Senna is an herb commonly used to treat constipation. In fact, senna is approved by the U.S. Food and Drug Administration (FDA) for use as a nonprescription laxative. Commonly found in tea and supplements, this herb is also an ingredient in many detox, or detoxification teas. Since senna stimulates the bowels to empty, teas containing this herb may cause gastrointestinal side effects -- with potentially dangerous side effects if used long-term, in high doses, or by people with certain medical conditions.
Senna tea is made from the leaves of the Cassia senna plant. According to National Institute of Diabetes and Digestive and Kidney Diseases, senna’s active components, known as senna glycosides and sennosides, act as an irritant inside the colon -- enhancing peristalsis or the muscular contractions of the intestines. In addition, these active components keep more fluid in the gut, soften the intestinal contents and stimulate the bowels to empty. When fecal matter moves more quickly through the intestines, symptoms such as gas, bloating, cramping and diarrhea can occur. These are the most common side effects of senna tea -- and most other laxatives.
Drug interaction information on senna laxatives, although not senna tea, is available. Senna can cause dehydration and low electrolyte levels, including life-threatening low potassium levels. Using senna along with diuretics or water pills can make low potassium levels more likely to occur. The stimulant properties of senna tea could also increase the risk of side effects if you use the heart medication digoxin, and consuming this tea along with the blood thinner coumadin could increase the risk of bleeding. Other drug side effects are known, so always discuss planned senna use with your doctor. Senna should also not be taken with other laxatives, as this can increase the risk of gastrointestinal side effects and dehydration.
Due to the senna’s potential to cause gastrointestinal side effects, this herb should not be used if you have disorders of the gut, including ulcerative colitis, Crohn disease or hemorrhoids. Also avoid if you have abdominal pain, ongoing diarrhea or intestinal obstruction. Due to a lack of controlled human studies on senna use during pregnancy, this herb should be used only upon a doctor’s recommendation. Short-term use while breastfeeding is considered acceptable, according to a September 2001 statement published in “American Academy of Pediatrics,” but check with your doctor just to be sure it’s safe for you to use.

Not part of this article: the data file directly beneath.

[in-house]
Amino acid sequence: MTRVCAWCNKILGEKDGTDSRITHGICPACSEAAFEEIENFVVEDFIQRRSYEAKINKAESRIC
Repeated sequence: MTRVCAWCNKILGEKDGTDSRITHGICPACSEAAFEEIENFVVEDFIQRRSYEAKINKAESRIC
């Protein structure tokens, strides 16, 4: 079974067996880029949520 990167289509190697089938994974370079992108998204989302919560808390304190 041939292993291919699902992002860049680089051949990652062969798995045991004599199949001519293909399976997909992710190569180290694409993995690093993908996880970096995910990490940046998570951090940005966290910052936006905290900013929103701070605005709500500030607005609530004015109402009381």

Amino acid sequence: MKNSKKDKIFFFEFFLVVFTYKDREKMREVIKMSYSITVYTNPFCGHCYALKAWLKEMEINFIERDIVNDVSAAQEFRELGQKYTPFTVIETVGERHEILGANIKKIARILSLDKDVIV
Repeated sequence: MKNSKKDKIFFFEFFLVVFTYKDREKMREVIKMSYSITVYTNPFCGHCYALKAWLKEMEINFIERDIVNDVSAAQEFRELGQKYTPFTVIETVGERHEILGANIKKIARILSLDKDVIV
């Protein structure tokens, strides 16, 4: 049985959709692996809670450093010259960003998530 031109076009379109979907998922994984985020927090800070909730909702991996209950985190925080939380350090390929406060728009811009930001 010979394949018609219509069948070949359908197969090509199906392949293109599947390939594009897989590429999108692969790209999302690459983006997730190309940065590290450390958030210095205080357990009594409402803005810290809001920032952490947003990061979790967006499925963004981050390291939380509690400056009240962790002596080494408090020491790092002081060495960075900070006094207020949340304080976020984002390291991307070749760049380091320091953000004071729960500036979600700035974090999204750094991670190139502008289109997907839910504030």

Should you use senna tea or supplements for more than 10 to 14 days, your intestines may start to depend on this herb in order to have regular bowel movements. Such long-term use or high doses of senna could also cause an electrolyte imbalance due to low potassium levels, muscle weakness, liver damage or heart problems. While little data is available on safe doses of senna tea, typical recommended doses are no more than 2 cups of brewed tea per day. Also, while the FDA has approved the use of senna as a laxative, this agency does not regulate senna tea -- including its potency, purity and dosing guidelines. Before using senna as a laxative or a detox tea, talk with your doctor to ensure it's safe for you.
- Drugs.com: Senna
- Pediatrics: The Transfer of Drugs and Other Chemicals Into Human Milk
- Natural Medicines Comprehensive Database: Senna
- Liver International: Review of Liver Injury Associated With Dietary Supplements
- U.S. National Library of Medicine: National Institute of Diabetes and Digestive and Kidney Disorders: LiverTox: Senna
Based in Massachusetts, Jessica Bruso has been writing since 2008. She holds a master of science degree in food policy and applied nutrition and a bachelor of arts degree in international relations, both from Tufts University.